Asia Is a Major Target of Cybercrime
Group-IB, a cybersecurity company specializing in high-tech crimes and online fraud, has reported that Southeast Asia is the more actively attacked region in the world.
The company hosted their first CyberCrimeCon in Singapore on Monday 12 October. During the conference, they discussed cybercrime trends that are affecting the region. They also predicted that the Lazarus crime group will focus their attacks on Asia and the Pacific.
The 2018 report states that attacks on banks using SWIFT have tripled impacting
Hong Kong, Ukraine, Turkey, Nepal, Taiwan, Russia, Mexico, India, Bulgaria, and Chile.
Many Asian countries have been the target of financial attacks, South Korea has sustained many attacks, Japanese banks were hit with an attack in 2017, and Australia is the number 2 country hit by banking trojans. These factors likely played a role in Group-IB moving their Headquarters to Singapore.
For Australia, this trend is particularly worrying because although they are the target of continuous attacks, security companies fail to gain traction in the country.
The reasons behind why Asia and in particular Southeast Asia have become targets for cyber attacks is nuanced. To begin with, countries in this region tend to have more relaxed controls than is required in the EU and US when it comes to data protection and baking. There is also a low awareness of internet security and cyber attacks in these countries. This may be because internet culture is relatively new to populations as a whole. Another reason that makes Asia so attractive to attack is that 60% of the world’s population is housed there. This gives a huge victim base for attacks to exploit to their advantage.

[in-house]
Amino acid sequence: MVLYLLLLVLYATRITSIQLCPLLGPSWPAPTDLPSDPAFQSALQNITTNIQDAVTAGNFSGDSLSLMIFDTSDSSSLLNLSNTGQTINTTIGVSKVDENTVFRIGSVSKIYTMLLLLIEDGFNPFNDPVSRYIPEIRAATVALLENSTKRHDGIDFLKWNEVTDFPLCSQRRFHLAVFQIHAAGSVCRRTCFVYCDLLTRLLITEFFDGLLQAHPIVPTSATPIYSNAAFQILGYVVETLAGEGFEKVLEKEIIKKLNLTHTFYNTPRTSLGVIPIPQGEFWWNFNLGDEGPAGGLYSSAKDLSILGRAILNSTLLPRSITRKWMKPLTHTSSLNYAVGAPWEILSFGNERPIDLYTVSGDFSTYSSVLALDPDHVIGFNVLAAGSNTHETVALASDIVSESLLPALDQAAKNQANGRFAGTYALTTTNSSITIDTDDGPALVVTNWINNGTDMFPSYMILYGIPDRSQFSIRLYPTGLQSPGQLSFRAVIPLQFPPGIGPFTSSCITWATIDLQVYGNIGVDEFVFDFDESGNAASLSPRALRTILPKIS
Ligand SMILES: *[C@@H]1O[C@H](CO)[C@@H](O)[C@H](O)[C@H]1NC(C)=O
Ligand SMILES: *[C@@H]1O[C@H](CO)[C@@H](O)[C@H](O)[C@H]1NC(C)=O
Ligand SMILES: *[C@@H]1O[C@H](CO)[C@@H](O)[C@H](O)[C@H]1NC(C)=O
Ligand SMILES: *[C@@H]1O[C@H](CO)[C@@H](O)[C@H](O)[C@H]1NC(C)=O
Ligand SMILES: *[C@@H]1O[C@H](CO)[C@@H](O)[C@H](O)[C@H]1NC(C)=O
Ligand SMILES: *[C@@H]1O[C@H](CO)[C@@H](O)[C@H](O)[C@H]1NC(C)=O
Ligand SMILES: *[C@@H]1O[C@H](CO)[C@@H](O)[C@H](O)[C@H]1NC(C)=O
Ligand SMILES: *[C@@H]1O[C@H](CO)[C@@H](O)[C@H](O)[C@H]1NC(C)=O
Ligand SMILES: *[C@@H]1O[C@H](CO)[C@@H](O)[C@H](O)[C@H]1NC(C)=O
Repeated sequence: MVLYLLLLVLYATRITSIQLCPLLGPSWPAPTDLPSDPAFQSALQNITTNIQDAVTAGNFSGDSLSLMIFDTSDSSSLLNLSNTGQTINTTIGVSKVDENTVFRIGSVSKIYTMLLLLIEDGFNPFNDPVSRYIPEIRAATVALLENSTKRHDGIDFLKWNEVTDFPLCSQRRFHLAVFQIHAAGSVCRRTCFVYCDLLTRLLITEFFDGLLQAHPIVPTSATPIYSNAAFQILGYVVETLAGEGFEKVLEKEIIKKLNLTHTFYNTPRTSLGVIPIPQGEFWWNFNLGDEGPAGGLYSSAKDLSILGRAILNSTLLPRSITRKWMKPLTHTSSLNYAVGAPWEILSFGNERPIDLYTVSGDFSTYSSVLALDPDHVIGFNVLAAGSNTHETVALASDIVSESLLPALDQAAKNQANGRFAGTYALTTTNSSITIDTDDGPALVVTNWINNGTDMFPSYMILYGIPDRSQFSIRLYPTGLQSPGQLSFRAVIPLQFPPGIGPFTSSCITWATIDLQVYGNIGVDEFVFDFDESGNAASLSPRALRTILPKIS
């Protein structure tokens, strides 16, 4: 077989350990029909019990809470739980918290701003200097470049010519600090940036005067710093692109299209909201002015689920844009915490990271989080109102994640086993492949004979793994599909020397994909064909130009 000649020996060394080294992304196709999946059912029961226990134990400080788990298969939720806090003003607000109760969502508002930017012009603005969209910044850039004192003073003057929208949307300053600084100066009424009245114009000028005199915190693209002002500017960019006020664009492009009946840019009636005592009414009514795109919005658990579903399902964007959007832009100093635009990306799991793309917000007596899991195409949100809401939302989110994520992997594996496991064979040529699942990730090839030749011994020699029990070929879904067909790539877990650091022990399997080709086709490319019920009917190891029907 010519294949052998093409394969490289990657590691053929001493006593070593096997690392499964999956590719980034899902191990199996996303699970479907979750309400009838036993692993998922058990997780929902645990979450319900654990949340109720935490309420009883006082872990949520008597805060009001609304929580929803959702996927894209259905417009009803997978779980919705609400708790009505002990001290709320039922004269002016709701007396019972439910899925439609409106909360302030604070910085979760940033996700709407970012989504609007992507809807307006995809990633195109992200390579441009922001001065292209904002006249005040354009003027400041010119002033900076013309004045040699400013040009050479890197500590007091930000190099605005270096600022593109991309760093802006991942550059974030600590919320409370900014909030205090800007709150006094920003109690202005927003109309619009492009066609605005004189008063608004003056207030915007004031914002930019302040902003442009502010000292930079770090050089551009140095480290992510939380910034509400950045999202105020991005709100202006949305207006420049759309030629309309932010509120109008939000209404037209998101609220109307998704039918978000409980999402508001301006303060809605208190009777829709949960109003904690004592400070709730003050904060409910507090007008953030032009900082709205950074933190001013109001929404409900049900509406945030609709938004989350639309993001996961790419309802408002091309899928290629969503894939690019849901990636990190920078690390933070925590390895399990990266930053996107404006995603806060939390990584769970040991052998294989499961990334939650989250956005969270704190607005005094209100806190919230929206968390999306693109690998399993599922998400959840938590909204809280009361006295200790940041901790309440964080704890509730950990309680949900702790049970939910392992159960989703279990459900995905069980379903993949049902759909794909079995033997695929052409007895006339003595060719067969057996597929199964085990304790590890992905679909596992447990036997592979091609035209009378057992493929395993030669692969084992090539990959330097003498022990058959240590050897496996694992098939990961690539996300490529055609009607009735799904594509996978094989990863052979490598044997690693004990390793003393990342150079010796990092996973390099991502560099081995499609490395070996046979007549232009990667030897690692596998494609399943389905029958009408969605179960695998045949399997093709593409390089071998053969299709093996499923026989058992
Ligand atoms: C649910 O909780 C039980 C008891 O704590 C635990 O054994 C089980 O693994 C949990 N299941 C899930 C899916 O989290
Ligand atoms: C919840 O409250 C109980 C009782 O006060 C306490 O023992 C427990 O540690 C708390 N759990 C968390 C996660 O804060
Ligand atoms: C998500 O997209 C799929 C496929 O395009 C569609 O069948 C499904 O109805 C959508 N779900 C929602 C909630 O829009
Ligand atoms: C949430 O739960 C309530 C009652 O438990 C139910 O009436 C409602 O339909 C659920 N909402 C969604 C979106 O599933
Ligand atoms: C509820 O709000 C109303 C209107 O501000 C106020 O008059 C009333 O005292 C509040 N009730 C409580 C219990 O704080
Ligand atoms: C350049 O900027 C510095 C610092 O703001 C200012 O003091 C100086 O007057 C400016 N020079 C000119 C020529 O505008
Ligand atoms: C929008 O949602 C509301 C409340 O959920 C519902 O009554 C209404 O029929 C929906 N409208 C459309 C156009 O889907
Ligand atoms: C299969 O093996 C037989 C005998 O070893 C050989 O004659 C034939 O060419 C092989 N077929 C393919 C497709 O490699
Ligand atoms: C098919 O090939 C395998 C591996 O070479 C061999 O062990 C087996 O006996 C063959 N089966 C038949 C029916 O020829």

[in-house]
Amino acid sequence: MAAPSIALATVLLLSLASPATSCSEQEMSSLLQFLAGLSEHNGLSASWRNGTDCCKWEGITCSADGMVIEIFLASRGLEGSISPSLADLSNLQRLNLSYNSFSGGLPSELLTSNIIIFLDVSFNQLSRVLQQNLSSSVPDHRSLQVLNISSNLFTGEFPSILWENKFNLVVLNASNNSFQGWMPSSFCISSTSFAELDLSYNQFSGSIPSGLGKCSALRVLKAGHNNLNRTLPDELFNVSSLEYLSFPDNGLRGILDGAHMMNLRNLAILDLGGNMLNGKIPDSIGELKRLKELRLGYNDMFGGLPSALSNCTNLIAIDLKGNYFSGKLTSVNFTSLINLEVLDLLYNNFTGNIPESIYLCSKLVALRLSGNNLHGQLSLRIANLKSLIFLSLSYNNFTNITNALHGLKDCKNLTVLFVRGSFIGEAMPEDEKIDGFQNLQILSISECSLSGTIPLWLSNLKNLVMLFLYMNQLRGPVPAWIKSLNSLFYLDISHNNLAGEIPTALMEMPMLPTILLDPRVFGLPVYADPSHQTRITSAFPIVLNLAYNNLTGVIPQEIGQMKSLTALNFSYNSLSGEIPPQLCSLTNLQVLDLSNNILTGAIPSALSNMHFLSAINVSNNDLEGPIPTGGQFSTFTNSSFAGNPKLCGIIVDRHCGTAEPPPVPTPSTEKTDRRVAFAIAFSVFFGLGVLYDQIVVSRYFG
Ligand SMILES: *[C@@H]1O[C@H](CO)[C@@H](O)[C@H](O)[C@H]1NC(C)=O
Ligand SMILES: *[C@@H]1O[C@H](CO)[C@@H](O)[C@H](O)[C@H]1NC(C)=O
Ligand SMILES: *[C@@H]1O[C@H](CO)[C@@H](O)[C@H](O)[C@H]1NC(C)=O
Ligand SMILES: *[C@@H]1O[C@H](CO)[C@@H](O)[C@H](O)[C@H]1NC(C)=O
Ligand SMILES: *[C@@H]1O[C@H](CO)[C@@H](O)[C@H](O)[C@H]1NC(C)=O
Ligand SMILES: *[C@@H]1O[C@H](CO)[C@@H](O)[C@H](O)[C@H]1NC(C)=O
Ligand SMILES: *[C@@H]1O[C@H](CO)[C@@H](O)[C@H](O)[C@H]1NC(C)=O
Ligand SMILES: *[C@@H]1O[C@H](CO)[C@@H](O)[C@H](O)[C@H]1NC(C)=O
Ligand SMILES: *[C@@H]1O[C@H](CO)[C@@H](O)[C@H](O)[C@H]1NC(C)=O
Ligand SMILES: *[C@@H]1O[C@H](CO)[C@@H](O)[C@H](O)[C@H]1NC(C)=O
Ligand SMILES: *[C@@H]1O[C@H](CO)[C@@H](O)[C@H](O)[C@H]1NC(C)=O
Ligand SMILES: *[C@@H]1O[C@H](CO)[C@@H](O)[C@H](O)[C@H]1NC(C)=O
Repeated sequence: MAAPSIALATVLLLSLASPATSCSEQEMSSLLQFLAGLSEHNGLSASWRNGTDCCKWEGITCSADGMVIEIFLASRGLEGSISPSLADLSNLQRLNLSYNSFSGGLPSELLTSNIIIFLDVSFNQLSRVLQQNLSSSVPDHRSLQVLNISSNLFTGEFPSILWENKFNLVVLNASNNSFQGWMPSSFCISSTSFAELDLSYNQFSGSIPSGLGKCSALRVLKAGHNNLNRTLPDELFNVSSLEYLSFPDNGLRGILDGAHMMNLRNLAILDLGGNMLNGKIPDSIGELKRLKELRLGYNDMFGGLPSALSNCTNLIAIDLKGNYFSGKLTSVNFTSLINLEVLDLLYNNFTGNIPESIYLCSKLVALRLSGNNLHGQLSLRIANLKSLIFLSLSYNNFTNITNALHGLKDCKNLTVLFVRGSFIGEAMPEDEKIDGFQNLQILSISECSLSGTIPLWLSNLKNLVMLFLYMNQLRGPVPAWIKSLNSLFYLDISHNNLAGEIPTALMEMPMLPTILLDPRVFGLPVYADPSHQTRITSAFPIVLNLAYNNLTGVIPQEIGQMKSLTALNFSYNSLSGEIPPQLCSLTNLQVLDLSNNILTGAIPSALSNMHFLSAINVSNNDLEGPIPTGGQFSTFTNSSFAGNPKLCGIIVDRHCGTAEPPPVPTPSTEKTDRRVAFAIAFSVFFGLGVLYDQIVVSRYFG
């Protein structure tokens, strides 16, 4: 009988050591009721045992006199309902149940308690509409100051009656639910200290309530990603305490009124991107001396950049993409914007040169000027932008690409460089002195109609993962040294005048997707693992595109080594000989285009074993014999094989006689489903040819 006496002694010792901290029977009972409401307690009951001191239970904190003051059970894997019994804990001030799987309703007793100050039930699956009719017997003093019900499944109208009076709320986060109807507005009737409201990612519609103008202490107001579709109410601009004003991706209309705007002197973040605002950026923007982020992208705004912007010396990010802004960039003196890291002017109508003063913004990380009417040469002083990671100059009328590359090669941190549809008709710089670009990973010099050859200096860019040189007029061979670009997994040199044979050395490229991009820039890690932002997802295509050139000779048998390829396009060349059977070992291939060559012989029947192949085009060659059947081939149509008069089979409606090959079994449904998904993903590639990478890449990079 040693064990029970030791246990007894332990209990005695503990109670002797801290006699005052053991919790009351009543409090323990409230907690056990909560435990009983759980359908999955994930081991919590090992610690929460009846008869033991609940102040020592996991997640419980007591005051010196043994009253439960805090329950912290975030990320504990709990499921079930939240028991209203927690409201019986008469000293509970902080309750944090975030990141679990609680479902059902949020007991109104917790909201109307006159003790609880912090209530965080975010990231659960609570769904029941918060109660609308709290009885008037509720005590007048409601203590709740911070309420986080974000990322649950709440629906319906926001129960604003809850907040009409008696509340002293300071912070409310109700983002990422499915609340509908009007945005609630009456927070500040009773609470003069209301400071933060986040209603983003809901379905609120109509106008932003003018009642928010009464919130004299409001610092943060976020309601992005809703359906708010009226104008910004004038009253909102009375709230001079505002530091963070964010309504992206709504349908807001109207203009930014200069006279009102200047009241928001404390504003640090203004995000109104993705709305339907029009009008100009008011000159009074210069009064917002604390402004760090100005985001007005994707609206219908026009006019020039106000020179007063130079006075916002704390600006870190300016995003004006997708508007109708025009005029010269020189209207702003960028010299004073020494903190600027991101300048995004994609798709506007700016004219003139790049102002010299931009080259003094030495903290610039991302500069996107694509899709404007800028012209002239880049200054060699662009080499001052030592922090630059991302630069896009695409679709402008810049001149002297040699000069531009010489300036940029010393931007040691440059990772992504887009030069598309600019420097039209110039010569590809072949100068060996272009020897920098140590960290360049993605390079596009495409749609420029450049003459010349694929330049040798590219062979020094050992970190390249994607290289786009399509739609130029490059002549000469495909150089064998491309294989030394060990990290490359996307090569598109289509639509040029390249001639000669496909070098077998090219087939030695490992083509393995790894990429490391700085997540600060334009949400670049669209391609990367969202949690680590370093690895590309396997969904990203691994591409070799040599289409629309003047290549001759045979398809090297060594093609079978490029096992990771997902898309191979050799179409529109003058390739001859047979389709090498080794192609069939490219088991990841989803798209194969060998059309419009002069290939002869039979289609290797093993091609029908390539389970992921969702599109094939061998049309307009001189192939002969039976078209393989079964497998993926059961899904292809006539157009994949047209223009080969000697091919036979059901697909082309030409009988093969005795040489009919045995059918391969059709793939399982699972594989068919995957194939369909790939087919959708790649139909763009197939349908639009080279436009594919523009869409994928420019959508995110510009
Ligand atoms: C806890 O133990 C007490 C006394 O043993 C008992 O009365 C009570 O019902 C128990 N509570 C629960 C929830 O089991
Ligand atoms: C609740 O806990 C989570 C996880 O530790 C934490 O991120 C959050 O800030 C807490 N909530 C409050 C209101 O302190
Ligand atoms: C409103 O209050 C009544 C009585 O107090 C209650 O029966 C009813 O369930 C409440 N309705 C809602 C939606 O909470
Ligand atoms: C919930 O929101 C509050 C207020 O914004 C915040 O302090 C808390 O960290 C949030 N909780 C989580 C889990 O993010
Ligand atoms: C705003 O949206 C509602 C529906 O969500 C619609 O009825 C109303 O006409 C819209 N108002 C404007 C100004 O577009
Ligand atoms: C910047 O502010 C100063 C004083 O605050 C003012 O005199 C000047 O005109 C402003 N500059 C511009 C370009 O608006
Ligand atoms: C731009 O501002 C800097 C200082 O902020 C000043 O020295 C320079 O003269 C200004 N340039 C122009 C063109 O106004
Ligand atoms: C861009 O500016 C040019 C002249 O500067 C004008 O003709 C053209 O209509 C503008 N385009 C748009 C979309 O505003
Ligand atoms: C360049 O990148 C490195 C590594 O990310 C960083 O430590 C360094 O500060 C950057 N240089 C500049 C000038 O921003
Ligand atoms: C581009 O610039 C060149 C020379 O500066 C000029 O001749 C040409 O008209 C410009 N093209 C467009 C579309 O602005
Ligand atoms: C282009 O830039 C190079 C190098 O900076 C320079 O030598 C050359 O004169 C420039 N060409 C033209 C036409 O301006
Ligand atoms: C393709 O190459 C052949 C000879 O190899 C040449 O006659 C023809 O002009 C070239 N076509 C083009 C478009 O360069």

Adding to this, in the US and Europe companies are required to disclose information about data leaks and breaches. This means victims can seek to secure their identity and take necessary steps to mitigate the damage. Laws around data breach disclosure vary between Asian countries and it isn’t a requirement in all countries, leaving many people unknowing and vulnerable once their information has been compromised.